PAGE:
Benefits, risks and costs of immunization for measles, mumps and rubella

Am J Public Health. 1985 Jul;75(7):739-44. doi: 10.2105/ajph.75.7.739.


For a single year, 1983, we compared the actual and estimated morbidity, mortality, and costs attributable to measles, mumps, and rubella with having or not having a childhood immunization program using the combined measles-mumps-rubella (MMR) vaccine. Without an immunization program, an estimated 3,325,000 cases of measles would occur as compared to 2,872 actual cases in 1983 with a program. Instead of an expected 1.5 million rubella cases annually, there were only 3,816 actual cases. Mumps cases were lowered from an expected 2.1 million to 32,850 actual cases. Comparable reductions in disease-associated complications, sequelae, and deaths are gained with an immunization program. Without a vaccination program, disease costs would have been almost $1.4 billion. Based on the actual incidence of disease in 1983, costs were estimated to be approximately +14.5 million. Expenditures for immunization, including vaccine administration costs and the costs associated with vaccine reactions, totaled $96 million. The resulting benefit-cost ratio for the MMR immunization program is approximately 14:1. The savings realized due to the use of combination rather than single antigen vaccine total nearly $60 million.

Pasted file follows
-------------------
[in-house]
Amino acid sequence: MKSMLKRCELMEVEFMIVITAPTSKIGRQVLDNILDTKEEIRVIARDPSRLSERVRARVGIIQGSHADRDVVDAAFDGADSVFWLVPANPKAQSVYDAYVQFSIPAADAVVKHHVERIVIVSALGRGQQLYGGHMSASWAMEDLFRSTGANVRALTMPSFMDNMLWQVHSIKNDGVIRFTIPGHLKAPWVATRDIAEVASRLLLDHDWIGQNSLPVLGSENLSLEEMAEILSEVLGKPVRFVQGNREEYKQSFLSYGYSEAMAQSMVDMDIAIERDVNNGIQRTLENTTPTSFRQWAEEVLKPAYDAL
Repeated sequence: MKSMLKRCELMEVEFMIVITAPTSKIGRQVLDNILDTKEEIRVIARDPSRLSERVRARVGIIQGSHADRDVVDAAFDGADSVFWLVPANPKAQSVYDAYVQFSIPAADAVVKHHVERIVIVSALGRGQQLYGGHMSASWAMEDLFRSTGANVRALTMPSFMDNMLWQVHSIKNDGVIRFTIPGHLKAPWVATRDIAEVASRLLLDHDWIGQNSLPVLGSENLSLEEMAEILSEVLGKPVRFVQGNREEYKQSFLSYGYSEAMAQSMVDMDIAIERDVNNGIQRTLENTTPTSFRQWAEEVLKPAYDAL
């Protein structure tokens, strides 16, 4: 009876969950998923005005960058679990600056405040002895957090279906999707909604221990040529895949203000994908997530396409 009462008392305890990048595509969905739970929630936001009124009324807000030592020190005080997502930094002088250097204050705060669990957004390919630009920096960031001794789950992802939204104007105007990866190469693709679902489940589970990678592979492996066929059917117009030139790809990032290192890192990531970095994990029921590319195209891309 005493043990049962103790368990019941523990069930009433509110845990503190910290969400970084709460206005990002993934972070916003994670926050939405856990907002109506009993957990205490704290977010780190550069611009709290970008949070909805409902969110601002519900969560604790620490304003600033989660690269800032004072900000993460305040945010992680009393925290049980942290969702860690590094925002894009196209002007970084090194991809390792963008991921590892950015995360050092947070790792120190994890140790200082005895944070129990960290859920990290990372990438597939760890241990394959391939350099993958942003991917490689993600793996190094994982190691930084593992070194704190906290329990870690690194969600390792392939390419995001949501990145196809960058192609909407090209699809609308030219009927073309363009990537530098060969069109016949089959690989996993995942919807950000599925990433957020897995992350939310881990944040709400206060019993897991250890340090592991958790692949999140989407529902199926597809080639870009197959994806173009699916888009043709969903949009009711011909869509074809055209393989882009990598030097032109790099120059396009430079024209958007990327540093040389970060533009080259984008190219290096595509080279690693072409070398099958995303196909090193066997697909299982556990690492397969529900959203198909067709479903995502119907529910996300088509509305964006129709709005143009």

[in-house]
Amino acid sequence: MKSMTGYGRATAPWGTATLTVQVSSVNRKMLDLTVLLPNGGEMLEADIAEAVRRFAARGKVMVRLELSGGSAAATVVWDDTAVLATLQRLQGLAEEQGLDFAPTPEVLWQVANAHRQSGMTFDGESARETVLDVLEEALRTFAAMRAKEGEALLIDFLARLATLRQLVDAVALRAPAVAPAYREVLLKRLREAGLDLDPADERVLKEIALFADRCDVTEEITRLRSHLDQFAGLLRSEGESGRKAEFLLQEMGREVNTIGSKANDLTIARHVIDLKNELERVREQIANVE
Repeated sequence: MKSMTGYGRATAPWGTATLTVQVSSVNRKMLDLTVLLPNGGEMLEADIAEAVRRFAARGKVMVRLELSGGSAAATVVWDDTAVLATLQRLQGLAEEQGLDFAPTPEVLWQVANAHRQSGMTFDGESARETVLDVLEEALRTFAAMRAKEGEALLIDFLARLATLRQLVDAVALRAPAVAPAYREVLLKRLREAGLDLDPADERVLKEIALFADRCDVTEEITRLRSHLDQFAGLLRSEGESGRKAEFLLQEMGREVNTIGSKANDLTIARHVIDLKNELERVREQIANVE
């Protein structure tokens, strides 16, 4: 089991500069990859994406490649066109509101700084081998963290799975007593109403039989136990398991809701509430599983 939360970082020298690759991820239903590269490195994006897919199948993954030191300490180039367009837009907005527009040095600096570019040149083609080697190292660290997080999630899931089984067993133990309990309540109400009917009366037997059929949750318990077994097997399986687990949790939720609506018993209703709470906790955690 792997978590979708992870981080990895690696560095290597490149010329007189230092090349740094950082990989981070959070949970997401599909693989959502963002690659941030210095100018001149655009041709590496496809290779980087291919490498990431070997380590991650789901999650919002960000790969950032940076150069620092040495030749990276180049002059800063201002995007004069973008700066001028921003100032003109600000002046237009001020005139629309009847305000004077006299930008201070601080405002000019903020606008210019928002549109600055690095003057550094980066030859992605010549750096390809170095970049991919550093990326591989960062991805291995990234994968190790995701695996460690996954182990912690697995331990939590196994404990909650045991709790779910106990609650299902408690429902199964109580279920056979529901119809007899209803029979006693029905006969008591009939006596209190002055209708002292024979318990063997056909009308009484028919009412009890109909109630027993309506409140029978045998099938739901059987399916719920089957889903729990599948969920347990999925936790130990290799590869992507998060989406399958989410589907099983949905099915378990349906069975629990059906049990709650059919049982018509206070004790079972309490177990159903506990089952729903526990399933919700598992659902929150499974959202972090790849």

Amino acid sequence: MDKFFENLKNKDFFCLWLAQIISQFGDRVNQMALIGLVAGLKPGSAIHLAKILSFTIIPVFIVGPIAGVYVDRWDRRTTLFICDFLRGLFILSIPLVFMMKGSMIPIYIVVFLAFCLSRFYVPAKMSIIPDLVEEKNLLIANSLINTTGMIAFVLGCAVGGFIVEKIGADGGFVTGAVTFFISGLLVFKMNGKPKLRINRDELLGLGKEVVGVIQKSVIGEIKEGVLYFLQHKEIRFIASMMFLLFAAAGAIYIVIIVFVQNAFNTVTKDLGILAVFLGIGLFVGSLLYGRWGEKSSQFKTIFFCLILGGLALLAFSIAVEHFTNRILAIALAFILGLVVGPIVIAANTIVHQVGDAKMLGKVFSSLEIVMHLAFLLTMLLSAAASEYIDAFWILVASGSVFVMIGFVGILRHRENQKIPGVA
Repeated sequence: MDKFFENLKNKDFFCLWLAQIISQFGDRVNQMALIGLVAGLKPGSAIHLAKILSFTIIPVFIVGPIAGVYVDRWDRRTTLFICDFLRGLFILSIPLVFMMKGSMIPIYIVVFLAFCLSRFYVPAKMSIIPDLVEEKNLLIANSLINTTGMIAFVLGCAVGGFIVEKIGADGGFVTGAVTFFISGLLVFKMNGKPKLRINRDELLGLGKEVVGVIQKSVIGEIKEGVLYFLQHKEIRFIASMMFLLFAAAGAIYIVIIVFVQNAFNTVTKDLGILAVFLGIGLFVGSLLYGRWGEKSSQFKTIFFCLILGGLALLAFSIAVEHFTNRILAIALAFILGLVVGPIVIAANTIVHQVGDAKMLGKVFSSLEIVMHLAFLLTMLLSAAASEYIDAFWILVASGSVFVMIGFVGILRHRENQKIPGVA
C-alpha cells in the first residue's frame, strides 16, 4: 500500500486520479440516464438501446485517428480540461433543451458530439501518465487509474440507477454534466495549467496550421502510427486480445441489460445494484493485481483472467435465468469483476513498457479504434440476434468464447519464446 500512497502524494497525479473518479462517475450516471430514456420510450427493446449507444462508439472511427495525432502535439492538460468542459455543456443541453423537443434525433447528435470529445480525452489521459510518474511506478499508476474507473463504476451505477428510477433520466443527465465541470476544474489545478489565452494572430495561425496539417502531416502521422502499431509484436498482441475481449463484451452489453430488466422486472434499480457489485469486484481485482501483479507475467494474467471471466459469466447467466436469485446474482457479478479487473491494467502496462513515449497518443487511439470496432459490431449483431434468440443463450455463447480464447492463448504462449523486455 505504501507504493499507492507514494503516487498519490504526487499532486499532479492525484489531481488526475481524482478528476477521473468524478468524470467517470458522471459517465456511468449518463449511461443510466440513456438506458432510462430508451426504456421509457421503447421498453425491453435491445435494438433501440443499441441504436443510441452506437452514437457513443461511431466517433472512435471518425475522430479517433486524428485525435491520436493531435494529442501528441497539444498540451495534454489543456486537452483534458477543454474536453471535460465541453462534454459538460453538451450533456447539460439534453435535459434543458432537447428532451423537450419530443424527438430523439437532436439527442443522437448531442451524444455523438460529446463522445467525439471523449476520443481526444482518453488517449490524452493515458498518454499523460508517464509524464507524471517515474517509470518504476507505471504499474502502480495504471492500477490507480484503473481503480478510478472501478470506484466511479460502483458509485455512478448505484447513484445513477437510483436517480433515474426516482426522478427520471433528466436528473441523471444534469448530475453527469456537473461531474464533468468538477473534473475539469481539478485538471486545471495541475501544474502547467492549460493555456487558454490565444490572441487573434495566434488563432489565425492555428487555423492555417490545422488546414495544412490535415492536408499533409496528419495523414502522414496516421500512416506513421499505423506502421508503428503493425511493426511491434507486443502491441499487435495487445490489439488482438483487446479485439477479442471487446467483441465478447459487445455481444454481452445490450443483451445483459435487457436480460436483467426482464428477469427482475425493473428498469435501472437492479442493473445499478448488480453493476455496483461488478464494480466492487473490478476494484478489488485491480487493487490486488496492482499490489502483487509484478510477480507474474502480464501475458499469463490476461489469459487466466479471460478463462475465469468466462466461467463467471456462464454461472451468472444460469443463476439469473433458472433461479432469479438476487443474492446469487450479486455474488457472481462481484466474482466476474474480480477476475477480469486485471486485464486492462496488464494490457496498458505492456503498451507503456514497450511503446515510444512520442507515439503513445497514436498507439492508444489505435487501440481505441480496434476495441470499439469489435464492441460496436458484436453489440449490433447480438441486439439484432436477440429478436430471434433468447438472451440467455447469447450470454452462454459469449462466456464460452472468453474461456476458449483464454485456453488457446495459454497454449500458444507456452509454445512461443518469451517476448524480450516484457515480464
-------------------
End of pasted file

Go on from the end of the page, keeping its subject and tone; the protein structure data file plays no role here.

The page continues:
Publication types

  • Comparative Study

MeSH terms

  • Adolescent
  • Adult
  • Child
  • Child, Preschool
  • Cost-Benefit Analysis
  • Female
  • Humans
  • Immunization / economics*
  • Male
  • Measles / complications
  • Measles / economics*
  • Measles / prevention & control
  • Measles Vaccine
  • Mumps / complications
  • Mumps / economics*
  • Mumps / prevention & control
  • Mumps Vaccine
  • Risk
  • Rubella / complications
  • Rubella / economics*
  • Rubella / prevention & control
  • Rubella Vaccine
  • United States


  • Measles Vaccine
  • Mumps Vaccine
  • Rubella Vaccine